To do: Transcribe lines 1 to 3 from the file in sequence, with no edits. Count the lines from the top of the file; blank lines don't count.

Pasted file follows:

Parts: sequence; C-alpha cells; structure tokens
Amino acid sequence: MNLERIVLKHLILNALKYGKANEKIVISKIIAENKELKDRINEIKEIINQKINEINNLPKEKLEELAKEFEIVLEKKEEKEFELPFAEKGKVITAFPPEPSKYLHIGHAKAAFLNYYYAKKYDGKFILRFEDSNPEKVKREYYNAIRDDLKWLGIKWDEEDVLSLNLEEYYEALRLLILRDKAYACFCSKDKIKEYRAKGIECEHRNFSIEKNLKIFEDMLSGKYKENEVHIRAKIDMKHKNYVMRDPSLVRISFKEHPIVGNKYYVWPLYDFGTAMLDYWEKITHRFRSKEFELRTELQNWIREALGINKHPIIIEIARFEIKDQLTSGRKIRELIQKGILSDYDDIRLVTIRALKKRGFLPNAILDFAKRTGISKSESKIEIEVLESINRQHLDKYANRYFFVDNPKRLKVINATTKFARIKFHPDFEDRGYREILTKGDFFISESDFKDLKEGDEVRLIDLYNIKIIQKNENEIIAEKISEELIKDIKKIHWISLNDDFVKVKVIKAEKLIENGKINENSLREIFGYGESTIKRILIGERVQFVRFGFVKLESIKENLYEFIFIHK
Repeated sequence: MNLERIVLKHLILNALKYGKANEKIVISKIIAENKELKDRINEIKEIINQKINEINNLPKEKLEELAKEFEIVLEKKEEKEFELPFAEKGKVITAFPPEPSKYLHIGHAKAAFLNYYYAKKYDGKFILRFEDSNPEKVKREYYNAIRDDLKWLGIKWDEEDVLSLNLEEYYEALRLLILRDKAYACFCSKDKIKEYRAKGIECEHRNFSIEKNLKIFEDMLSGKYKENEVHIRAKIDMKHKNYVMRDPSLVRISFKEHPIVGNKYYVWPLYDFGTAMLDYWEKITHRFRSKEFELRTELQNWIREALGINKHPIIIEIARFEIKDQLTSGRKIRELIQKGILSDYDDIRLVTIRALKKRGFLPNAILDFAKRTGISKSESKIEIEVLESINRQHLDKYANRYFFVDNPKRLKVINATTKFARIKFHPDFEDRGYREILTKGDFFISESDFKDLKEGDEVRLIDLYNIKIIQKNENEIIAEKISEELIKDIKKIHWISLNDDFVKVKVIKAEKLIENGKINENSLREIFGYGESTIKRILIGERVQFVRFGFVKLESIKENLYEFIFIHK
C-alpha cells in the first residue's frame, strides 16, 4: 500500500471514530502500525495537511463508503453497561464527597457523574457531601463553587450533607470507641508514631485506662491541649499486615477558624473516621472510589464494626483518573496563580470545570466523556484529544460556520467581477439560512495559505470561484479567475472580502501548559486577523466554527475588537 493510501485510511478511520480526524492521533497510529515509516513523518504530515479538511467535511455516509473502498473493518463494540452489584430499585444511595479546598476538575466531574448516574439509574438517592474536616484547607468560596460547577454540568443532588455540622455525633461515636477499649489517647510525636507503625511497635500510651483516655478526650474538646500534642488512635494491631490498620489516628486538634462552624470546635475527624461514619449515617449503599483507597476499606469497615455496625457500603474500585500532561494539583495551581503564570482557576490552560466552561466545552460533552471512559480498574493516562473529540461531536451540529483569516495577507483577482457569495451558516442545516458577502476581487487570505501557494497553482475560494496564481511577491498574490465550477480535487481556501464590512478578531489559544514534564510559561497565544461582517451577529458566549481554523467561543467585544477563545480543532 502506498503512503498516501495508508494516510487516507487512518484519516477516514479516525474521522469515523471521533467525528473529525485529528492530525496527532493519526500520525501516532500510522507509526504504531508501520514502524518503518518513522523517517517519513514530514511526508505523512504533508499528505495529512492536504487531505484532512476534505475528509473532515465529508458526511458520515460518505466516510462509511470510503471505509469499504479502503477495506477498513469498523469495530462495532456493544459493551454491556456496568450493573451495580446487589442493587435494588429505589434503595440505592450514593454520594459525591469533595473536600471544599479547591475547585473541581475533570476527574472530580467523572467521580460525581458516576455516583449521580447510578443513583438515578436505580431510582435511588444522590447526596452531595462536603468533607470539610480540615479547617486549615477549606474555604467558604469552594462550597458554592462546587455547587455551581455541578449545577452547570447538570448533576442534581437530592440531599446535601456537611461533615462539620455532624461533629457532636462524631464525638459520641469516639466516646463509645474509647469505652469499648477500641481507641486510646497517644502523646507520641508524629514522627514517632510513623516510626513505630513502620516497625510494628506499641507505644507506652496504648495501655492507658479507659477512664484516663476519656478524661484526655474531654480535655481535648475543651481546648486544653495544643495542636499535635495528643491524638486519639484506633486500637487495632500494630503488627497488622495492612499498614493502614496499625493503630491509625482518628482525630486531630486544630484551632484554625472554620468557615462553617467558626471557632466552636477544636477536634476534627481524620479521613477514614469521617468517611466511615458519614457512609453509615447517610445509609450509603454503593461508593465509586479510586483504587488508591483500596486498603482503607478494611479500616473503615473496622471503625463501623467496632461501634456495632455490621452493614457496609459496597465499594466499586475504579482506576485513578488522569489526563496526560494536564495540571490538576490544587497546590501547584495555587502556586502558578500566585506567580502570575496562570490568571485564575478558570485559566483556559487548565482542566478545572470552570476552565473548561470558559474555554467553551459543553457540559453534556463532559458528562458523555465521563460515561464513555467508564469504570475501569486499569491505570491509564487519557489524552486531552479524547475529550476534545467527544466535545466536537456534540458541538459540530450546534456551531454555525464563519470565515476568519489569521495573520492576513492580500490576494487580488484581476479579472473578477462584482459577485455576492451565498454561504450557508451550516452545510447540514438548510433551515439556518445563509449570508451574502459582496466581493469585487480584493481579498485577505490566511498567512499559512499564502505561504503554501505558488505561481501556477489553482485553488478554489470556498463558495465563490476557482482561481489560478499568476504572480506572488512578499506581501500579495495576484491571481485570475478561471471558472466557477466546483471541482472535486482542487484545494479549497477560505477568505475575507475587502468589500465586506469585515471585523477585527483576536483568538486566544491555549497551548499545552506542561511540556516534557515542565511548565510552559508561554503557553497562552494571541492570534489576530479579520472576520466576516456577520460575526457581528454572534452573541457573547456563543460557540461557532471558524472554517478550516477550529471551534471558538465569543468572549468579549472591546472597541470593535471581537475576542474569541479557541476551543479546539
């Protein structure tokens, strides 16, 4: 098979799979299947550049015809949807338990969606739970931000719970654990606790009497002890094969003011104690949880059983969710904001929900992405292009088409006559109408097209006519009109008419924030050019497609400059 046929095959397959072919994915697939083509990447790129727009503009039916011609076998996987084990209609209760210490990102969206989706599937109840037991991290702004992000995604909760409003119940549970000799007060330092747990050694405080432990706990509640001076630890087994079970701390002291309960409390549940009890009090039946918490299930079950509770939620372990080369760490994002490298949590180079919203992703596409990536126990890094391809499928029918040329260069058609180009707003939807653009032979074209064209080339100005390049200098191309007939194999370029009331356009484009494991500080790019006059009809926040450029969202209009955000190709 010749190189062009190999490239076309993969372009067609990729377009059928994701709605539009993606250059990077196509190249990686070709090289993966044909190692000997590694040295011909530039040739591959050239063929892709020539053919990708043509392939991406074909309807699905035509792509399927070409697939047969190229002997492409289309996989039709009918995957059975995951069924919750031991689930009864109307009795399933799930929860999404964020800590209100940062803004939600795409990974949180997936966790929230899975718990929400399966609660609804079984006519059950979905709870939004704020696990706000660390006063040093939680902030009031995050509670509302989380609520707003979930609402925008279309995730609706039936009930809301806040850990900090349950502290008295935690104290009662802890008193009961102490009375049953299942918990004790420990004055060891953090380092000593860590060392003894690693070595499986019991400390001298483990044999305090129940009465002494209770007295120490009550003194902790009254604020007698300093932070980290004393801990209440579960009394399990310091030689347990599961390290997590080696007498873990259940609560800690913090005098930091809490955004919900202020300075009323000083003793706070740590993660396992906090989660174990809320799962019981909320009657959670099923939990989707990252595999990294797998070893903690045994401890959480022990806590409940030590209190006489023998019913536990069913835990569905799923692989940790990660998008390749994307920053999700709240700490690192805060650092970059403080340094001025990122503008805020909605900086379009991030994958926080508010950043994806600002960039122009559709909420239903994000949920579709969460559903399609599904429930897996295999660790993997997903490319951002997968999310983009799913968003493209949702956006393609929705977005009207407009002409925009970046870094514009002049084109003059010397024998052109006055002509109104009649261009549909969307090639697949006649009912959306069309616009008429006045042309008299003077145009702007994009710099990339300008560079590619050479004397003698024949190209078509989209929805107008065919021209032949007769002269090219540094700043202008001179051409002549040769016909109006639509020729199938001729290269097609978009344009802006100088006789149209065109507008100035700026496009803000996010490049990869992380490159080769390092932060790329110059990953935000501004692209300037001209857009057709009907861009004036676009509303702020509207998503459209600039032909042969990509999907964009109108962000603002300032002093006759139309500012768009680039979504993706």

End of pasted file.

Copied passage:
Parts: sequence; C-alpha cells; structure tokens
Amino acid sequence: MNLERIVLKHLILNALKYGKANEKIVISKIIAENKELKDRINEIKEIINQKINEINNLPKEKLEELAKEFEIVLEKKEEKEFELPFAEKGKVITAFPPEPSKYLHIGHAKAAFLNYYYAKKYDGKFILRFEDSNPEKVKREYYNAIRDDLKWLGIKWDEEDVLSLNLEEYYEALRLLILRDKAYACFCSKDKIKEYRAKGIECEHRNFSIEKNLKIFEDMLSGKYKENEVHIRAKIDMKHKNYVMRDPSLVRISFKEHPIVGNKYYVWPLYDFGTAMLDYWEKITHRFRSKEFELRTELQNWIREALGINKHPIIIEIARFEIKDQLTSGRKIRELIQKGILSDYDDIRLVTIRALKKRGFLPNAILDFAKRTGISKSESKIEIEVLESINRQHLDKYANRYFFVDNPKRLKVINATTKFARIKFHPDFEDRGYREILTKGDFFISESDFKDLKEGDEVRLIDLYNIKIIQKNENEIIAEKISEELIKDIKKIHWISLNDDFVKVKVIKAEKLIENGKINENSLREIFGYGESTIKRILIGERVQFVRFGFVKLESIKENLYEFIFIHK
Repeated sequence: MNLERIVLKHLILNALKYGKANEKIVISKIIAENKELKDRINEIKEIINQKINEINNLPKEKLEELAKEFEIVLEKKEEKEFELPFAEKGKVITAFPPEPSKYLHIGHAKAAFLNYYYAKKYDGKFILRFEDSNPEKVKREYYNAIRDDLKWLGIKWDEEDVLSLNLEEYYEALRLLILRDKAYACFCSKDKIKEYRAKGIECEHRNFSIEKNLKIFEDMLSGKYKENEVHIRAKIDMKHKNYVMRDPSLVRISFKEHPIVGNKYYVWPLYDFGTAMLDYWEKITHRFRSKEFELRTELQNWIREALGINKHPIIIEIARFEIKDQLTSGRKIRELIQKGILSDYDDIRLVTIRALKKRGFLPNAILDFAKRTGISKSESKIEIEVLESINRQHLDKYANRYFFVDNPKRLKVINATTKFARIKFHPDFEDRGYREILTKGDFFISESDFKDLKEGDEVRLIDLYNIKIIQKNENEIIAEKISEELIKDIKKIHWISLNDDFVKVKVIKAEKLIENGKINENSLREIFGYGESTIKRILIGERVQFVRFGFVKLESIKENLYEFIFIHK